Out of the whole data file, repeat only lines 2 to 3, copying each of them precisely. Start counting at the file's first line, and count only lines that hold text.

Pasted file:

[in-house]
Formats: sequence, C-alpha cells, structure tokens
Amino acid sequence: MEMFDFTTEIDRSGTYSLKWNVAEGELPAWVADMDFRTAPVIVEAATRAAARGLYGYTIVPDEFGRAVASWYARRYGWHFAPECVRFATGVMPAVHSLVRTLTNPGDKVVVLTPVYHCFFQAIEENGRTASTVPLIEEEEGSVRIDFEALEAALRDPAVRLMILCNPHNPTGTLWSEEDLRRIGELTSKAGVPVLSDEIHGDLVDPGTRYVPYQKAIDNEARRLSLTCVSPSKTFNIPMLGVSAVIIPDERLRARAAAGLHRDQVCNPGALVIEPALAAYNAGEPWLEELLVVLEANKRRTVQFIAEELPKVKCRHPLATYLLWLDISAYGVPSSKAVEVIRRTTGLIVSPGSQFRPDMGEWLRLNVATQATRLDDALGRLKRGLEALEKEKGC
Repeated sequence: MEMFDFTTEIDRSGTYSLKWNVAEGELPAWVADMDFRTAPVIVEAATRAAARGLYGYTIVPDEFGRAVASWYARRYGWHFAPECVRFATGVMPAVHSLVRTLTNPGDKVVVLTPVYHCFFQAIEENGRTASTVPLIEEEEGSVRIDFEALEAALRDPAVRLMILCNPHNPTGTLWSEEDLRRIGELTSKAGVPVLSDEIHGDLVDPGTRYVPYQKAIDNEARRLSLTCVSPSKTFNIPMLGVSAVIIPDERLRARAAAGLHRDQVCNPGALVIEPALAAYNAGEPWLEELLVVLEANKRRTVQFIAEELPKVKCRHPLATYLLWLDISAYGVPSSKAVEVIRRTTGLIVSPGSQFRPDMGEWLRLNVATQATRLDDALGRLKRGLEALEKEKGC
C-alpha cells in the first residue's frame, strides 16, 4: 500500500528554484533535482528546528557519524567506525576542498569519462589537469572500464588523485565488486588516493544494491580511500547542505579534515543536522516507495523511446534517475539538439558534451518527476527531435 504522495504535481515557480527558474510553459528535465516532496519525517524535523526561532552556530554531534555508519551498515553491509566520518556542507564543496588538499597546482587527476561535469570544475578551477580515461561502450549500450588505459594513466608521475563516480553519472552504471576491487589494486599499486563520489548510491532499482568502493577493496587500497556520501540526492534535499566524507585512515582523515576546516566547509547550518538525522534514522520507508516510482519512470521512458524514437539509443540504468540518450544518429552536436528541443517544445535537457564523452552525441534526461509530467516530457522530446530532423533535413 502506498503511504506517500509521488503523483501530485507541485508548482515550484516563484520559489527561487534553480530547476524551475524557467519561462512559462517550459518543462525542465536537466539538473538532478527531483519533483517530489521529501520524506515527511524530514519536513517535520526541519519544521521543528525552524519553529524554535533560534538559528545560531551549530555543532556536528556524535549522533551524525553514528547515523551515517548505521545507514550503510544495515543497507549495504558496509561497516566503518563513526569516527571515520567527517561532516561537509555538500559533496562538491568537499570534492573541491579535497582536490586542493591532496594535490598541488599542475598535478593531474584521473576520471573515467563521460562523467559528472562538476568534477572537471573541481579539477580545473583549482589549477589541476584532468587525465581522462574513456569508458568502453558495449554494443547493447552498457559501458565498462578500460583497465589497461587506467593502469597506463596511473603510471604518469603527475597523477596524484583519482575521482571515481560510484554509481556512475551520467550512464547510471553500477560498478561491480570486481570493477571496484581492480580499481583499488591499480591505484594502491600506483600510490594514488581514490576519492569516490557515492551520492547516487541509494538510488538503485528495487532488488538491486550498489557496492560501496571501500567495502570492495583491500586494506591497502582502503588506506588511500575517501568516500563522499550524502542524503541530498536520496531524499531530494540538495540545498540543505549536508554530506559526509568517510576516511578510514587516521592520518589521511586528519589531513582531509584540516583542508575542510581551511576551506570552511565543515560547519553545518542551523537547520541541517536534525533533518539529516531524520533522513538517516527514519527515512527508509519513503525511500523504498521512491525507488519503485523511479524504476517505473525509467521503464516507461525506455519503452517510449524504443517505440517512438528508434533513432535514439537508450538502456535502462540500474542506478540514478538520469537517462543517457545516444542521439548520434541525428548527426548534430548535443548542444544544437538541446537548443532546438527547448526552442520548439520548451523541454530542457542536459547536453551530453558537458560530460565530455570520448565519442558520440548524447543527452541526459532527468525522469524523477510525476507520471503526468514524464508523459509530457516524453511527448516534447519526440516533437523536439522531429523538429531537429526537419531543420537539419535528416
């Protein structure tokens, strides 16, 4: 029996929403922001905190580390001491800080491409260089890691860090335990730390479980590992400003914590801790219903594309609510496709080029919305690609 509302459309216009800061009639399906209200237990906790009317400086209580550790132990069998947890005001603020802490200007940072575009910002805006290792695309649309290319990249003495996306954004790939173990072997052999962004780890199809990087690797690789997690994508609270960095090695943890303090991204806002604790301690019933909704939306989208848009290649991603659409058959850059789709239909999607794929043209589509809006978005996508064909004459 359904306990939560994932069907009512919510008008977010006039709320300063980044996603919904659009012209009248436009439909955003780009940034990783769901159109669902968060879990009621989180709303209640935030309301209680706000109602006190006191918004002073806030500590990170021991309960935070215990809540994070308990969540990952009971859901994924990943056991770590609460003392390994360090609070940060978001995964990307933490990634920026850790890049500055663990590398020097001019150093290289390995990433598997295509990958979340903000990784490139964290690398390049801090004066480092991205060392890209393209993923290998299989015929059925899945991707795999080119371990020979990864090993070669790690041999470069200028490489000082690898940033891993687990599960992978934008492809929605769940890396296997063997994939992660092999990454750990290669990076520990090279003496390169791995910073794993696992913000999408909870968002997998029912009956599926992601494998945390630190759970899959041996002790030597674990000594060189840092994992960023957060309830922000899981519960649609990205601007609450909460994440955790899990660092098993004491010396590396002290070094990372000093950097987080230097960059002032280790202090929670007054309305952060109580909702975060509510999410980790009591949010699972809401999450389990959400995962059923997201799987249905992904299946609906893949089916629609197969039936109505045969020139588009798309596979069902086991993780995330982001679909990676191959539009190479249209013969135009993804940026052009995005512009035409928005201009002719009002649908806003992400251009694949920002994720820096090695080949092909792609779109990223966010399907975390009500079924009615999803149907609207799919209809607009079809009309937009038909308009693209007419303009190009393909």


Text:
Formats: sequence, C-alpha cells, structure tokens
Amino acid sequence: MEMFDFTTEIDRSGTYSLKWNVAEGELPAWVADMDFRTAPVIVEAATRAAARGLYGYTIVPDEFGRAVASWYARRYGWHFAPECVRFATGVMPAVHSLVRTLTNPGDKVVVLTPVYHCFFQAIEENGRTASTVPLIEEEEGSVRIDFEALEAALRDPAVRLMILCNPHNPTGTLWSEEDLRRIGELTSKAGVPVLSDEIHGDLVDPGTRYVPYQKAIDNEARRLSLTCVSPSKTFNIPMLGVSAVIIPDERLRARAAAGLHRDQVCNPGALVIEPALAAYNAGEPWLEELLVVLEANKRRTVQFIAEELPKVKCRHPLATYLLWLDISAYGVPSSKAVEVIRRTTGLIVSPGSQFRPDMGEWLRLNVATQATRLDDALGRLKRGLEALEKEKGC